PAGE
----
Hey hey hey! How’s it going? Today is the sixth day, second week of the Writing 101 course organized by WordPress. And today’s challenge is about people. Yes, you might have guessed that with the photo above. No, this has not turned into an entertainment blog. You’re still on the right blog. I just wanted to put an interesting face beside an interesting book. It’s not necessary because the book is very, very interesting in itself. Please stop me from explaining too much, just indulge me in this little guilty pleasure.
Here we go:
Who’s the most interesting person (or people) you’ve met this year?
Today, write a post focusing on one — or more — of the people that have recently entered your life, and tell us how your narratives intersected. It can be your new partner, your newborn child, or the friendly barista whose real story you’d love to learn (or imagine), or any other person you’ve met for the first time in the past year.
Today’s twist: Turn your post into a character study.
I’m going to twist this challenge further: Who’s the most interesting author whom I’ve read this year?
I didn’t have a hard time answering this: it’s George Saunders. In 2013, I’ve heard a lot about him. Some of my bookish friends read his most recent collection of short stories and gave it dazzling ratings. Other friends read his other collections and still, the ratings are dazzling. By the end of the year, Tenth of December was making the rounds of the Best of 2013 lists. March came and he won the inaugural Folio Prize. This prompted me to get a copy of the book and create a group at Goodreads dedicated to reading all the winners of The Folio Prize.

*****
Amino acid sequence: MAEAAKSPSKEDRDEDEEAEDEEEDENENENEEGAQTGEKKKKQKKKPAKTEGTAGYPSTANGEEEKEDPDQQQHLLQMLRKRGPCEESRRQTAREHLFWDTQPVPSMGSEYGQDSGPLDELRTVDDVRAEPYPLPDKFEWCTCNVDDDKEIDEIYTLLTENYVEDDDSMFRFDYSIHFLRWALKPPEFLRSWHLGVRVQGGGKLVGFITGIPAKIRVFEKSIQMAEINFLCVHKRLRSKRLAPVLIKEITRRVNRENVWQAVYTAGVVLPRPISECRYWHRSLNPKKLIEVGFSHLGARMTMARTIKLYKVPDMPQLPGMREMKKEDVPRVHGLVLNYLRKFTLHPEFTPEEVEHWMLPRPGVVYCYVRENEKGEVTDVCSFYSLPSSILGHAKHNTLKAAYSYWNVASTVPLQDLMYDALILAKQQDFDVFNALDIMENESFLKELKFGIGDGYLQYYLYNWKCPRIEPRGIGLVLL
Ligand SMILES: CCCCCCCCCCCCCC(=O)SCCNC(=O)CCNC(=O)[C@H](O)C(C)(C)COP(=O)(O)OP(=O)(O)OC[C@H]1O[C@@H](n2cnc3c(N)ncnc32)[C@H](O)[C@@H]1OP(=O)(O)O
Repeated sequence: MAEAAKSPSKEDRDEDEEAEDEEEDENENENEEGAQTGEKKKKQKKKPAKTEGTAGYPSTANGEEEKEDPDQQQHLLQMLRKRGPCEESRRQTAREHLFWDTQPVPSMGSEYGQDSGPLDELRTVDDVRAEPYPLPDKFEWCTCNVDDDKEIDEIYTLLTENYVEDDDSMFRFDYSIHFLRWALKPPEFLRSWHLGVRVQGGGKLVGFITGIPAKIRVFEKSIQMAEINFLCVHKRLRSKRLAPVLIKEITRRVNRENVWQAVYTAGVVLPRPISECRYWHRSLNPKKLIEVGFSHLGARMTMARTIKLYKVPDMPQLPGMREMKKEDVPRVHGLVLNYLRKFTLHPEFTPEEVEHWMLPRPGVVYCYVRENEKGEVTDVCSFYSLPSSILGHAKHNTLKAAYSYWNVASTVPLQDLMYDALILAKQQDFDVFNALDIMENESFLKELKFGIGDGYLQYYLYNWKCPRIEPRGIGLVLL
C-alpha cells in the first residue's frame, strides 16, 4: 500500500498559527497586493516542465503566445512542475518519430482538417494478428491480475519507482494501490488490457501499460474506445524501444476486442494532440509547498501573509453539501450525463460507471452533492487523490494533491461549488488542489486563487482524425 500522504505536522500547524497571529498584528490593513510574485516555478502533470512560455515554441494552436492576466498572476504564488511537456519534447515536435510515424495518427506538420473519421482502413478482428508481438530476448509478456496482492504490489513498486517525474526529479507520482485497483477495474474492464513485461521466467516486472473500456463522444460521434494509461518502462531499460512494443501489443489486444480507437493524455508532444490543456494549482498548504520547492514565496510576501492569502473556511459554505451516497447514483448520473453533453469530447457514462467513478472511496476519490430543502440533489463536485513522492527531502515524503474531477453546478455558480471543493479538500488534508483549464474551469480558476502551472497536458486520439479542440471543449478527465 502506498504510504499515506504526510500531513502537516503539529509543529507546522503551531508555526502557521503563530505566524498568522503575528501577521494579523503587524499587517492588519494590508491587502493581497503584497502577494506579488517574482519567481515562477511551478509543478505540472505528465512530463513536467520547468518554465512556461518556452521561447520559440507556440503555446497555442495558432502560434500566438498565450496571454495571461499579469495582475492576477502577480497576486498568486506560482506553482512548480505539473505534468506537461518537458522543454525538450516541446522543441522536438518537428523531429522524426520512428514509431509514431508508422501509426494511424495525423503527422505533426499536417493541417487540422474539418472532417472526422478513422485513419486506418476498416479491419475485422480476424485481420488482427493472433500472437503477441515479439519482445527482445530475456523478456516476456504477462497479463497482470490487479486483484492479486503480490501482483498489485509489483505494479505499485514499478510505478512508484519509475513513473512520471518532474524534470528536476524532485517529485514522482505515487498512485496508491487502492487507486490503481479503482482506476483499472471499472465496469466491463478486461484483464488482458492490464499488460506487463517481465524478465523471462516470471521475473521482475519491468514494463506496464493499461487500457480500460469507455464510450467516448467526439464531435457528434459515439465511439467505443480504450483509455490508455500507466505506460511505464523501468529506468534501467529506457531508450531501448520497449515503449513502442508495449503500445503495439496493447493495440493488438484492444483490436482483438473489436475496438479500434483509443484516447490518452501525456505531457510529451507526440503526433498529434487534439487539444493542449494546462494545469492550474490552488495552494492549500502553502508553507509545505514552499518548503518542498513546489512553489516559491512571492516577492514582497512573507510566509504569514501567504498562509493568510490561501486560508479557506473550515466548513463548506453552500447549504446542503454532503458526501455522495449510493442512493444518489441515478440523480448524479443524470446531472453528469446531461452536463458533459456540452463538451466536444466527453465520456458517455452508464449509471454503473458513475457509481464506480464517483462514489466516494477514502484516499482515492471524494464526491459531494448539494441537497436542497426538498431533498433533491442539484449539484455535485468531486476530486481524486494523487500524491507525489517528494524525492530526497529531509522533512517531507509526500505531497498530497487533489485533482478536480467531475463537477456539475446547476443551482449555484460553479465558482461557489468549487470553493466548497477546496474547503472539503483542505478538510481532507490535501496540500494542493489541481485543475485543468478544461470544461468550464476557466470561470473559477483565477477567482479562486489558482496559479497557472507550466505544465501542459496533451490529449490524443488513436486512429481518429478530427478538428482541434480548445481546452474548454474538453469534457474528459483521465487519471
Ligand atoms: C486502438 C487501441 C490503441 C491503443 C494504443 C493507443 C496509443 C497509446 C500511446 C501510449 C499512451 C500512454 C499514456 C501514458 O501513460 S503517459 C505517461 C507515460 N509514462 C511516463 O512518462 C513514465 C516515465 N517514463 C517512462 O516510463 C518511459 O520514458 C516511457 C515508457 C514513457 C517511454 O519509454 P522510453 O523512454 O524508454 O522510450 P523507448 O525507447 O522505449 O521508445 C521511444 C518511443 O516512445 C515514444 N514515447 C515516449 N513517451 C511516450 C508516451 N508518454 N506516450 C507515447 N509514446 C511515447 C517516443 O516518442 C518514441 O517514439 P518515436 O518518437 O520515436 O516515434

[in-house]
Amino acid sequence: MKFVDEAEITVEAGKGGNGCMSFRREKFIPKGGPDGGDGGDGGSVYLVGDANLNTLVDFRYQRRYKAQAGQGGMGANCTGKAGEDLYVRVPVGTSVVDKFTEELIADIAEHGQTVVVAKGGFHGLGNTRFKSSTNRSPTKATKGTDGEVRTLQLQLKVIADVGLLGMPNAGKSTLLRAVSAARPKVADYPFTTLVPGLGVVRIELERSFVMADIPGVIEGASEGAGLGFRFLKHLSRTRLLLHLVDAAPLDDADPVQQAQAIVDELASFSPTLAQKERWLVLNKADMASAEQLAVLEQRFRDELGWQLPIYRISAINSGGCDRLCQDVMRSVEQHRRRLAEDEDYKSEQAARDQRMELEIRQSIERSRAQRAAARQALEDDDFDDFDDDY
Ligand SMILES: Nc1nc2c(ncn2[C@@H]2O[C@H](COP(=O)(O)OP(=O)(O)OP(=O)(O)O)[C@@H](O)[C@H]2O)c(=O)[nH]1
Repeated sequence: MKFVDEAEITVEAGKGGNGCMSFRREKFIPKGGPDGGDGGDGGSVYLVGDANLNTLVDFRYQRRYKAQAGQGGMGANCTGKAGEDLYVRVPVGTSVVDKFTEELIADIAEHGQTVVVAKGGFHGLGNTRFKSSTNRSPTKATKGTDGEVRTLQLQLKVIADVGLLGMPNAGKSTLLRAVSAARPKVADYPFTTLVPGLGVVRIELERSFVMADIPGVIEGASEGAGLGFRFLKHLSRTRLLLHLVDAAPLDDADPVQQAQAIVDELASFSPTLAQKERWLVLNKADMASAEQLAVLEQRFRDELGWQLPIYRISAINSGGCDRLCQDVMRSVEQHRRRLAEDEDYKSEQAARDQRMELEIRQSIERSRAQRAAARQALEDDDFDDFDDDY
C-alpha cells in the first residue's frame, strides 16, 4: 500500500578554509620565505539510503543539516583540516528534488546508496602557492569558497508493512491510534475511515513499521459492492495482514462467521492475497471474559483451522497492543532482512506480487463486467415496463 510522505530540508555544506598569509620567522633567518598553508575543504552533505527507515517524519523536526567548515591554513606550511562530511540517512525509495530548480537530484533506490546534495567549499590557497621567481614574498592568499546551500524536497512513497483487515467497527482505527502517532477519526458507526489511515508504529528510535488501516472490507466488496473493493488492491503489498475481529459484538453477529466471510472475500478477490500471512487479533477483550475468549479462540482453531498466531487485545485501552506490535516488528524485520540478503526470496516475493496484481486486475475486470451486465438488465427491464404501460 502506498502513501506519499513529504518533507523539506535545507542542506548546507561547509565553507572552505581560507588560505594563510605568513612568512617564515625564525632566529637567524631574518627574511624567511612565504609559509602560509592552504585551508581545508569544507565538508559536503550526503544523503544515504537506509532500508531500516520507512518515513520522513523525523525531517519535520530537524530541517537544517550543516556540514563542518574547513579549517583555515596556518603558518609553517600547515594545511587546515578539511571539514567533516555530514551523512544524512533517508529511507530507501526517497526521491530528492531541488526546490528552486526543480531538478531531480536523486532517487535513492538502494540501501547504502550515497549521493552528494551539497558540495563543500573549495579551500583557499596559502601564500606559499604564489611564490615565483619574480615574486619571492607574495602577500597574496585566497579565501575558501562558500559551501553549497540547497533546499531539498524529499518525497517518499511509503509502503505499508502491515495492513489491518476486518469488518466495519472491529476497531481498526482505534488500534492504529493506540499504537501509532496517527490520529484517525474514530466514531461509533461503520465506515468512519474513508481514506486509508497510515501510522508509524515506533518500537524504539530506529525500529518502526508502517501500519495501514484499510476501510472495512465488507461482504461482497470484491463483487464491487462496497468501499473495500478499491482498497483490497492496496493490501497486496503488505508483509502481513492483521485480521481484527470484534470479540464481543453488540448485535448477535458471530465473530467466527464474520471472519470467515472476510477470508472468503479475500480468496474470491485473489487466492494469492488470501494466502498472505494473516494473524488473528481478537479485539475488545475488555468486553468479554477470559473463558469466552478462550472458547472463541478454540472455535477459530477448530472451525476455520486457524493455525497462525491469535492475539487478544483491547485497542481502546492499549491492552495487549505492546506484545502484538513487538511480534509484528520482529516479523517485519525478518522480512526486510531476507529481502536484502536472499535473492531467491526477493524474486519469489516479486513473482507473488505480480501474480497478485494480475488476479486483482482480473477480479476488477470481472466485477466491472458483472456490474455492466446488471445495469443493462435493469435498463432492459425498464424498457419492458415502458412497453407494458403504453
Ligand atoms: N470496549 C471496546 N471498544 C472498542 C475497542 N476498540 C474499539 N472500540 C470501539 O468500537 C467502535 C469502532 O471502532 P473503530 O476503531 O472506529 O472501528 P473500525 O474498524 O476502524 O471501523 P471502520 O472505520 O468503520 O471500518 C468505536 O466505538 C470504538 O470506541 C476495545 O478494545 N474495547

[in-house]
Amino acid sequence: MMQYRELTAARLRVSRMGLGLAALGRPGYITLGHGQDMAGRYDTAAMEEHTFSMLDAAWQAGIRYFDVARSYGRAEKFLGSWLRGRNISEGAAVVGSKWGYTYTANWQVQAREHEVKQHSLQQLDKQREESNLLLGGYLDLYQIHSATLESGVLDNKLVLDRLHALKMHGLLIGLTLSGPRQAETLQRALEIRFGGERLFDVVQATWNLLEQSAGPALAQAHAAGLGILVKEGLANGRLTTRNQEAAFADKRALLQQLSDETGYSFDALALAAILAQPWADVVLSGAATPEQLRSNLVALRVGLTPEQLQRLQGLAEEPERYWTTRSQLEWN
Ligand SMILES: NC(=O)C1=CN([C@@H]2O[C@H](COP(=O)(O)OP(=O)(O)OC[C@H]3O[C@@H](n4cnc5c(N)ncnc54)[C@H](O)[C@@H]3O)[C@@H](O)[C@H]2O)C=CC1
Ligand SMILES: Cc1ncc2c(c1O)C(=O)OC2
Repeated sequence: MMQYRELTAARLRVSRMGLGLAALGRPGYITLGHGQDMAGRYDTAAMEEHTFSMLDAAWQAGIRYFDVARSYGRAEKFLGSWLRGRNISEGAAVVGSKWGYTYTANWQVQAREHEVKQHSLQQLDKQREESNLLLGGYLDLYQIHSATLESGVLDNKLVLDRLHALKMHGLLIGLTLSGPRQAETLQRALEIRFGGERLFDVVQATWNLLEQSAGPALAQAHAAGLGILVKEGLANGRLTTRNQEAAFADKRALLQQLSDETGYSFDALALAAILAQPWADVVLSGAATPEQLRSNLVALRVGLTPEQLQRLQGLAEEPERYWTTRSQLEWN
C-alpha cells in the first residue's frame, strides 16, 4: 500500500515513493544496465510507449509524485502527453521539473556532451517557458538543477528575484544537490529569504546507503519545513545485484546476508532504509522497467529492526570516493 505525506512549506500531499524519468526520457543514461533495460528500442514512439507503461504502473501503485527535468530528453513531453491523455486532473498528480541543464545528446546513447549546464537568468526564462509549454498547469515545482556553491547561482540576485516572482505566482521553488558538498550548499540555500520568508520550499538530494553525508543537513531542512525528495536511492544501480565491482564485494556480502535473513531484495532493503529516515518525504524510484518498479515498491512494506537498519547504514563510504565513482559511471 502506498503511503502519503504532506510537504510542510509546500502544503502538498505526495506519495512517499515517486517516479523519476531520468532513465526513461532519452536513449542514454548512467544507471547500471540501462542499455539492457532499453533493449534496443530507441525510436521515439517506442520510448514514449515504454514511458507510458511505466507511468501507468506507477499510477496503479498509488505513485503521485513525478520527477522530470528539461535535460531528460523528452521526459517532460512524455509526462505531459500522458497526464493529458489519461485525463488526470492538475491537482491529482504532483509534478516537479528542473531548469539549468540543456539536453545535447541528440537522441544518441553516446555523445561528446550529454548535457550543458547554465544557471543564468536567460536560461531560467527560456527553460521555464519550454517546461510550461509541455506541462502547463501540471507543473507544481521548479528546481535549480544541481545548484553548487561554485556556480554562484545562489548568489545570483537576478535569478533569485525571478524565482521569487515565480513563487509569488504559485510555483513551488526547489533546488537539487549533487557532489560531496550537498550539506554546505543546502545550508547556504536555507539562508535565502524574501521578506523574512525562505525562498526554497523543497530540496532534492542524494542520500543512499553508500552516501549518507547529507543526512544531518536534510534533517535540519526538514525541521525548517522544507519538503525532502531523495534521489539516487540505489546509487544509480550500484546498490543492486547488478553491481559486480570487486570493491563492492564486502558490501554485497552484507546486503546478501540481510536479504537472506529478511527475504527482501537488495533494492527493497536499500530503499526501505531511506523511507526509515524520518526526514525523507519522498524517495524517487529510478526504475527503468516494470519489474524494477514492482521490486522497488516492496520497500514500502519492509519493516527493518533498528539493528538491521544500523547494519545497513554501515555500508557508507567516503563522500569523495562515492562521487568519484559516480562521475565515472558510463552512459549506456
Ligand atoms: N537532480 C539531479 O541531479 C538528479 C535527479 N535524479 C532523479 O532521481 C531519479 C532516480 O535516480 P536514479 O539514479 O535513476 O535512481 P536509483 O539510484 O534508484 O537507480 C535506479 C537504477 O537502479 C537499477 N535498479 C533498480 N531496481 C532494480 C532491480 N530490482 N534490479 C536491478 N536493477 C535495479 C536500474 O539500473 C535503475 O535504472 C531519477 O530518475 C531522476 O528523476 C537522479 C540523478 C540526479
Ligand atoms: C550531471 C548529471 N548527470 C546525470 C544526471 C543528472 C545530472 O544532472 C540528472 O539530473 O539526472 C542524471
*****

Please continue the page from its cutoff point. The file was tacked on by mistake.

So who is George Saunders? He’s a scruffy short story writer (he’s still working on that novel) born in Texas. Before that, he was an engineer and a technical writer (!). He’s in his middle 50s, which is still quite young considering the accolades that he has already received for his works.
Reading his short stories, particularly the ones included in Tenth of December, I get the feeling that he’s a funny man. Indeed, he is. He is included in one of those Flavorwire lists as one of the ten funniest living authors (with David Sedaris and Junot Díaz). If I am not mistaken, he’s also included in a list of good-looking authors (I don’t remember where that list is from). Now it makes sense to take a photo of his book beside a printout photo of Dane DeHaan.
I love how Saunders writes the interjections of his characters (Oh wow. Gosh.). The staccato gushes depict genuine surprise. I also love the sci-fi elements that are present in some of his stories (reminder to self: write a proper review of Tenth of December soon). It would be interesting to be a part of his creative writing class at Syracuse University. He says Kurt Vonnegut inspired his work. Dane DeHaan’s favorite author is Kurt Vonnegut. Hmm.
Recently, Saunders gave a graduation speech, which was turned into a book. These graduation speeches could have a genre of their own, right? There’s David Foster Wallace (a friend of his) and Neil Gaiman before him doing these speeches, and these are two of the coolest authors of this generation. Doesn’t this make George Saunders cool? Scratch that. Doesn’t talking about kindness to fresh graduates make George Saunders cool? And interesting?